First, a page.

How is this a system? It looks like a component. The crimp connector has a specific installation instruction sheet that is provided with the purchased crimp connector. These instructions tell the user all of the necessary information to provide a reliable electrical connection. The components of the system include: (1) the crimp, (2) the correct wire size (or combinations of wires), (3) the correct dressing of the wire(s) for crimping (twisting before crimp, strip length, etc.) and (4) the proper tool/die required to make the crimp. If any one of the system parameters is omitted or modified, there is a potential for a bad connection.

How common are bad crimps anyway? A recent Consumer Product Safety Commission (CPSC) investigation on Fixed Position Electric Heaters (S-00-5262) had an annex that evaluated this in ten off-the-shelf samples of fixed position heaters that were manufactured by three different manufacturers. In that study, there were a total of seventy-one current-carrying crimp terminals. Of the seventy-one connections, a significant number (>10%) had various manufacturing errors that were classified bad crimping connections. These were all factory controllable errors, as described in the report. The full details of this investigation are outside the scope of this article and the full investigation can be obtained and downloaded The intent in citing the investigation is to provide an example showing that crimps are not as simple as they may appear and that these errors are preventable in the crimping process. Also, it is important to remember that these connectors are widespread and popular due to their ease of assembly and low cost.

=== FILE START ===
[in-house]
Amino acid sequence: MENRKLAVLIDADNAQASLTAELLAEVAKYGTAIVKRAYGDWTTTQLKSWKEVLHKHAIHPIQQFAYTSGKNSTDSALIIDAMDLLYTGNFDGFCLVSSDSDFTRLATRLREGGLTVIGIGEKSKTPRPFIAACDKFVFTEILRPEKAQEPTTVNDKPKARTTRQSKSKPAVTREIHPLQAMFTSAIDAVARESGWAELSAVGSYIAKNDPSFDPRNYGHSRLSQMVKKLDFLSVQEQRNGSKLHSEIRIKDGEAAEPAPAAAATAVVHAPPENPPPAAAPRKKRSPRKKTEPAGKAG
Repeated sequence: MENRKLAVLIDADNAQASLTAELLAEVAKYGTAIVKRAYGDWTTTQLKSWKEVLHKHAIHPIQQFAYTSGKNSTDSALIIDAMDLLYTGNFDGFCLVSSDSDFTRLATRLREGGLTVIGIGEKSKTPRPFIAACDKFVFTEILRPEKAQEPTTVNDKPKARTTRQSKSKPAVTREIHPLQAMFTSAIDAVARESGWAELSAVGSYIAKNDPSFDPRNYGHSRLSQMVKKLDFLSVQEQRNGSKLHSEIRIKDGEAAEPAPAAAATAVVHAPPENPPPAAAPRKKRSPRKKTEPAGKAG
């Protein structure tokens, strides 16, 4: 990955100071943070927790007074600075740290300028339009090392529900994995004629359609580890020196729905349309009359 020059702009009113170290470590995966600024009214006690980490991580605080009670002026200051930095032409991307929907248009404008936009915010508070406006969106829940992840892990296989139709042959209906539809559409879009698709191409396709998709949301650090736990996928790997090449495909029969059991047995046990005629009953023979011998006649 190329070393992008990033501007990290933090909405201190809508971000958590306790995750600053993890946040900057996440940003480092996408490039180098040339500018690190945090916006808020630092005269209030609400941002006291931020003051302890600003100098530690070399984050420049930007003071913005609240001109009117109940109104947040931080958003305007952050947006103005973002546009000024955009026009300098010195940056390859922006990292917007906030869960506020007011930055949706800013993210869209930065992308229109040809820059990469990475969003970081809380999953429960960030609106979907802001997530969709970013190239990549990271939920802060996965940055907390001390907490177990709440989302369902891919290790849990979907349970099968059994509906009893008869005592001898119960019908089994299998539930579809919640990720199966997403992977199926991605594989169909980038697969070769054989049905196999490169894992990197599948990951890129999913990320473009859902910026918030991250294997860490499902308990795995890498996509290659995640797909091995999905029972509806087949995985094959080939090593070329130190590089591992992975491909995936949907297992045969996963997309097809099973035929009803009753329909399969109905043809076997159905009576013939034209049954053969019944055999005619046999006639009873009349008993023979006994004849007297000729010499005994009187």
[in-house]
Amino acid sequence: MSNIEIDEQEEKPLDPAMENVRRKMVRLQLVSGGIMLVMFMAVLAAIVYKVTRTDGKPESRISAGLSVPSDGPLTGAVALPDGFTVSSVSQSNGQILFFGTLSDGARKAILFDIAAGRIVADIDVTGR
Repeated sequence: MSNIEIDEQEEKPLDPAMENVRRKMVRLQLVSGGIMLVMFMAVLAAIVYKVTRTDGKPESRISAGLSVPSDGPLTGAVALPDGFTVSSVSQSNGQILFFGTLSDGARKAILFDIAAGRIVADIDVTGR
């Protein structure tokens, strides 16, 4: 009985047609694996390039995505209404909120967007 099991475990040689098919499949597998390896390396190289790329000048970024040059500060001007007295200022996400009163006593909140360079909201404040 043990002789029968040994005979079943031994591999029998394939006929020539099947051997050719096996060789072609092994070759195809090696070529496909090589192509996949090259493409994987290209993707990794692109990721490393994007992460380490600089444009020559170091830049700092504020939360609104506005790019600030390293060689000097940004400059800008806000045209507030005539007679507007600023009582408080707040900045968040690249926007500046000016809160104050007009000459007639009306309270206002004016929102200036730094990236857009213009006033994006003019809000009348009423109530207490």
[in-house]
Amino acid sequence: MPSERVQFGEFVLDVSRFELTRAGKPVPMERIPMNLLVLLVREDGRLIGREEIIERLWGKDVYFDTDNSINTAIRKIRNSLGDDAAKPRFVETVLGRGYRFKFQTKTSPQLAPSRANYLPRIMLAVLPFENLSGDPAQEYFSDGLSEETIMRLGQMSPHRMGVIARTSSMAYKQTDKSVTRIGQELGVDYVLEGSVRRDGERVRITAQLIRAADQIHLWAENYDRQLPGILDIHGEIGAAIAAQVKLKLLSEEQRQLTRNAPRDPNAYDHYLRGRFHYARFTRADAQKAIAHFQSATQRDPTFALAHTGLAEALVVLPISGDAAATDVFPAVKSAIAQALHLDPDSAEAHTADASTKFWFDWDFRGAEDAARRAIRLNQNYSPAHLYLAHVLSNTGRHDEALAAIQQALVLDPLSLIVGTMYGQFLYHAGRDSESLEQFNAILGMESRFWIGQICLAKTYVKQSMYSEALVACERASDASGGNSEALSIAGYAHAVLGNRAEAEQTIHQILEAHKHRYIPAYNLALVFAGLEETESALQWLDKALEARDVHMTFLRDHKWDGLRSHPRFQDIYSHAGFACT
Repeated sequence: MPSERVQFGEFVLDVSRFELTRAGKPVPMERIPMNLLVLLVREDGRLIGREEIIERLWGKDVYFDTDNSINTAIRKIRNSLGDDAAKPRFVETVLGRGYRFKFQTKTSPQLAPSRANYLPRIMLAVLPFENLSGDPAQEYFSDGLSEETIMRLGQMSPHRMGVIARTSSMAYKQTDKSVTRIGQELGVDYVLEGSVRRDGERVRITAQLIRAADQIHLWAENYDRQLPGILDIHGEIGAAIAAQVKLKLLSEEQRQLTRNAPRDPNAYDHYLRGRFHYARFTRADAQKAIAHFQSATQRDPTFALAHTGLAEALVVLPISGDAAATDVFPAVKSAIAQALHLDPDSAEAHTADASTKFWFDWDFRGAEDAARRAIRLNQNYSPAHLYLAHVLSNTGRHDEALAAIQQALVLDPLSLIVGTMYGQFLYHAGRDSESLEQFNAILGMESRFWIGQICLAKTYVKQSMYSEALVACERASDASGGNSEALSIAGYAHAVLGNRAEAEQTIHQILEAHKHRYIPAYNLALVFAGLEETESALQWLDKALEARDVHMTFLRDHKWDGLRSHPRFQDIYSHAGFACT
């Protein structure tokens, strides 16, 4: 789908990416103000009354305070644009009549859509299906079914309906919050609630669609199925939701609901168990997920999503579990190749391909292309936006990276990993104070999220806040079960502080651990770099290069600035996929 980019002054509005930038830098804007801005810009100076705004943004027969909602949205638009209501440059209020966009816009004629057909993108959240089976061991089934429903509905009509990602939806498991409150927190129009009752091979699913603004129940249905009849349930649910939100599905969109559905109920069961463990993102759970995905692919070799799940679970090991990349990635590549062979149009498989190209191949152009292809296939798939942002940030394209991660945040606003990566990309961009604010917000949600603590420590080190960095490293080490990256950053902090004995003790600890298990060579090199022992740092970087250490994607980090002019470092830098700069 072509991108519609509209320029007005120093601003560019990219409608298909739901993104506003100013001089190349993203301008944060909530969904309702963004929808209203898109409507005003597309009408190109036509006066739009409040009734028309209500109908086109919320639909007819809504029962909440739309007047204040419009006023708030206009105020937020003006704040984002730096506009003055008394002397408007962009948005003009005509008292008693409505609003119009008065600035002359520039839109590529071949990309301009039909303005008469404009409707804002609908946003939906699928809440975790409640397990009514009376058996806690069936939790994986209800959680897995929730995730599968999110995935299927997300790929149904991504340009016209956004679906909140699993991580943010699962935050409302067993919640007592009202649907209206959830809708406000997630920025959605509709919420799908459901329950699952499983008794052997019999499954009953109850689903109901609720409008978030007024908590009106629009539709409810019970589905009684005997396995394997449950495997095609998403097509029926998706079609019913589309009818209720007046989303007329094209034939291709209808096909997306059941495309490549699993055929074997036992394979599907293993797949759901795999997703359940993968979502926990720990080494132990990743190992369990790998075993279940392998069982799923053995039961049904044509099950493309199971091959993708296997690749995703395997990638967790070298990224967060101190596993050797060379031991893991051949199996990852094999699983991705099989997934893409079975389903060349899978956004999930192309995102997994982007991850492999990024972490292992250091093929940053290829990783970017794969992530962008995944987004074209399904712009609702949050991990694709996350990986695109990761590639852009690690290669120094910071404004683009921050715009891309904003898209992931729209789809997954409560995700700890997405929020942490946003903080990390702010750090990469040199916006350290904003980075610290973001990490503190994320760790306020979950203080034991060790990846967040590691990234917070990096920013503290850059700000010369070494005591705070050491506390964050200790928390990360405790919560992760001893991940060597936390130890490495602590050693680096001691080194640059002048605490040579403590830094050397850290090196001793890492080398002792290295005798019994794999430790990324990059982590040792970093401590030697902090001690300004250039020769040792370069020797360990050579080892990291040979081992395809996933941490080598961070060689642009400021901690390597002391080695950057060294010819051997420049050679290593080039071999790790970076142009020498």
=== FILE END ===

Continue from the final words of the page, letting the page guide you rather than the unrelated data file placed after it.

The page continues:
There are several examples of errors that could occur in the crimping process. The end result of a bad crimp could be a fire or shock hazard being introduced into an end product application and use. When engineering a product, the engineer/designer needs to consider the initial crimp and the connector over the life of the application.